Initially my residency at the Mayflower Arts Center was scheduled to be July and August.
The first phase was loaded with preparing, marketing, and supporting my Organic Abstrations: Series 2 exhibit, working on my "roundtuit" list, and working on designing, supporting, and teaching childern's summer art camps in Ohio and Michigan. I dubbed it "My Summer without A/C" (as described in a previous post).
Due to scheduling changes and such, I have been given the opportunity to extend my residency through October and am considering this extension as Phase 2 (which I'm toying with calling "My Fall without Heat".)
Without specific activities to focus on, Phase 2 has been a bit more confusing and frustrating. Coming off a rather busy and productive few months, it's common for me to flouder around a bit, finding something new to dig my teeth into.
During this transition from Phase 1 to Phase 2, I attended Dragon Con in Atlanta, GA. It's a convention I've been going to every year for 5 or 6 years and it always shakes me up as a creative and an artist. The convention is packed with 60,000 fans of science, science fiction, comics, movies, fantasy, gaming, anime, art, movies, TV, celebrities and thinkers. And it's become a sort of "New Years" transition for my buddy Greg and myself. We use the annual trek to the convention to contemplate where we were last year and where we want to be next year. Hitting the Dragon Con New Years resolution period during a time of transition can be a bit daunting. A time when you're considering your successes and failures, and plans to continue successes and resolve failures can be a damaging time when you're transitioning. Existential crises can arise.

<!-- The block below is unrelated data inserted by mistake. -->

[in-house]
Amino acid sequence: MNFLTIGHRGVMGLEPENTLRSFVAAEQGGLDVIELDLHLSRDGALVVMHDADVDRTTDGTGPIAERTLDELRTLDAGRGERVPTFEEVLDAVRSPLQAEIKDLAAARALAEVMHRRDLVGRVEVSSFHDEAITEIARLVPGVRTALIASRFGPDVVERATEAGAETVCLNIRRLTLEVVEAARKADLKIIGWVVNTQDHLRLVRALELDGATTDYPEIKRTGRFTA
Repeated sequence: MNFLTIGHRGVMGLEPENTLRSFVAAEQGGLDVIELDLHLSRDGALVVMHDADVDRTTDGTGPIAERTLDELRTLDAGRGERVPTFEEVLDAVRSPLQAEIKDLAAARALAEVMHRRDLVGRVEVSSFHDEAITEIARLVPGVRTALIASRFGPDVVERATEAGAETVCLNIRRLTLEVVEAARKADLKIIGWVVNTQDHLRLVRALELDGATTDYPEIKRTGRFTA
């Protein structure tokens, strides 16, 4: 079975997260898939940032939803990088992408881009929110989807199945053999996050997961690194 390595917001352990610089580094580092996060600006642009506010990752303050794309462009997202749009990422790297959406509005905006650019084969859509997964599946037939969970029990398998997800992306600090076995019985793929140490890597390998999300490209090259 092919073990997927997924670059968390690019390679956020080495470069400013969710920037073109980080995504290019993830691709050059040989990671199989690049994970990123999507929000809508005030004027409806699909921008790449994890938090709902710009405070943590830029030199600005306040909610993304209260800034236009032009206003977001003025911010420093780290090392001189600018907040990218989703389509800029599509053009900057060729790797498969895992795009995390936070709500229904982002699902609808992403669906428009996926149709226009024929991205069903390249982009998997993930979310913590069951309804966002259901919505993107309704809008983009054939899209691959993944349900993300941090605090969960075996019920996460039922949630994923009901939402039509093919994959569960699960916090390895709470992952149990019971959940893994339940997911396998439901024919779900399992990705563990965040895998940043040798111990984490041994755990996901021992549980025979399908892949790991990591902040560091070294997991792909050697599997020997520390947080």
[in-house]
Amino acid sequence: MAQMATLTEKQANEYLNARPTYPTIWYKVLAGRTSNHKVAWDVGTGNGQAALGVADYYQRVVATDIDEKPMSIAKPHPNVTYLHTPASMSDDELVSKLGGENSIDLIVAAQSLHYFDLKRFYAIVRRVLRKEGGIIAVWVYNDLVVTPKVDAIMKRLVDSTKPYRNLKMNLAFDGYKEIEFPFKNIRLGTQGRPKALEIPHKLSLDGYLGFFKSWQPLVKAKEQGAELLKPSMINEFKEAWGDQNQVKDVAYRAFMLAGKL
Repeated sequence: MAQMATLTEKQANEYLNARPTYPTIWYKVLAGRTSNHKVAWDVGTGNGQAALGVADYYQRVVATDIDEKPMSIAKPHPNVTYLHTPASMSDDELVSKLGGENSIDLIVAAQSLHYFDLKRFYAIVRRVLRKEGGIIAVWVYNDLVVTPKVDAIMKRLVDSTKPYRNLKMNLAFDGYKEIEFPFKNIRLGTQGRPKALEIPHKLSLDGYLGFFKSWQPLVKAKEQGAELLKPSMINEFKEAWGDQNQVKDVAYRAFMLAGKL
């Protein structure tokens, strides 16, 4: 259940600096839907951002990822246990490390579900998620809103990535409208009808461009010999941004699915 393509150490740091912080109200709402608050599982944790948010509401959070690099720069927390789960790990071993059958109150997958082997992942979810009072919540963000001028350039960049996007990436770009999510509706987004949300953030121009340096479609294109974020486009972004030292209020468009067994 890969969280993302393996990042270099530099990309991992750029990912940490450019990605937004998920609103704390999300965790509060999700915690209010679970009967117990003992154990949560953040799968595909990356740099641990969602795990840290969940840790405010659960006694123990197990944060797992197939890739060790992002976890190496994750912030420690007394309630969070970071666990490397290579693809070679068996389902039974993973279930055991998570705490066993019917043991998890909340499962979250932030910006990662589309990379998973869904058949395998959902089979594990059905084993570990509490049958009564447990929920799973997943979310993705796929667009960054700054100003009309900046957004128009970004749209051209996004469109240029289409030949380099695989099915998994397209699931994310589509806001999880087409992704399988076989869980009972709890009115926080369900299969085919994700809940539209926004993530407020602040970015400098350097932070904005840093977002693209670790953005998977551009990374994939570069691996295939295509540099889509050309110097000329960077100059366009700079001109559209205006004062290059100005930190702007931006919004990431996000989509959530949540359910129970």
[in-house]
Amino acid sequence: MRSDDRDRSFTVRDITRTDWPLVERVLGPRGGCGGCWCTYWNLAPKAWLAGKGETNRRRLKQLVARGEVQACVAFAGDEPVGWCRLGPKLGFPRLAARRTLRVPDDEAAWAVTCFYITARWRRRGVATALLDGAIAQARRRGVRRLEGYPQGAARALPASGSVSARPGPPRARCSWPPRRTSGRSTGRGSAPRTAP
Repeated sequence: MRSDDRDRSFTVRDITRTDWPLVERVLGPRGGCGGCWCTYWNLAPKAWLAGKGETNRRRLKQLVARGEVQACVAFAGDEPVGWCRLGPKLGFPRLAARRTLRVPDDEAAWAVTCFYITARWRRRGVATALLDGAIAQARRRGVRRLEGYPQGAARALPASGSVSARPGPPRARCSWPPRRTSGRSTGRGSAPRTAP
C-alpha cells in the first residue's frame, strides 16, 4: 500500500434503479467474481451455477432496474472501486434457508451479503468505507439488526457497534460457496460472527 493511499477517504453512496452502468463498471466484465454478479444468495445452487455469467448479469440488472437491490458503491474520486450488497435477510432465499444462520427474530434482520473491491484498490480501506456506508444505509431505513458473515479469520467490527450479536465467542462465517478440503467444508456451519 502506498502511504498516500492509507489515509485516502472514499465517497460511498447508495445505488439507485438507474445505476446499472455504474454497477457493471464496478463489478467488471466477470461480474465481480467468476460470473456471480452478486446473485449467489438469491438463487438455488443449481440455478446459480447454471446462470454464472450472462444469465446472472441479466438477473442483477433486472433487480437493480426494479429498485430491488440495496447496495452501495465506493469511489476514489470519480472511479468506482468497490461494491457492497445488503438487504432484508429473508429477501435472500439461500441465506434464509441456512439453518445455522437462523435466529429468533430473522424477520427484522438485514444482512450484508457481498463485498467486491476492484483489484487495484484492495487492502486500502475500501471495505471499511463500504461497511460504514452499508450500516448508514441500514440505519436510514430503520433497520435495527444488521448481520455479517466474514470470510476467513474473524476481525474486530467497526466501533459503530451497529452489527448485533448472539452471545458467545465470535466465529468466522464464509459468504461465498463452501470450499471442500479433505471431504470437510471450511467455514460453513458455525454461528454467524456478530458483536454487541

A book I'm reading, "Daily Rituals" by Mason Currey, describes the daily rituals and habits of creatives and thinkers from the 1800s to current day. Of course there is no one right way for creatives and thinkers to "do things right". Each person must discover what works for them. One thing I've noticed some writers have done is to stop at a point where you know what's going to happen next. That way, the next time/day you sit down to begin writing, you won't be facing a blank page and a blank mind. You'll already know where things are going so you can jump right in with your writing.
This is also a similar trick several of my painting buddies use and something I've told my photography students - have several things in progress so while one painting (or coated paper) is drying, you have another one to be working on.
This is advice and a practice I do with my day-to-day projects, but not with my big projects. I get so focused on working on and finishing a series or big project, I forget to be nurturing smaller projects and watering the seeds of the next big project. So I tend to have a lot of stops in my progress and flow, and spend a bit of time standing in the middle of the intersection going, "hmm, where to next?"
So, during this pit stop in the intersection, I'm considering how to minimize the during of time I spend in the intersection in the future.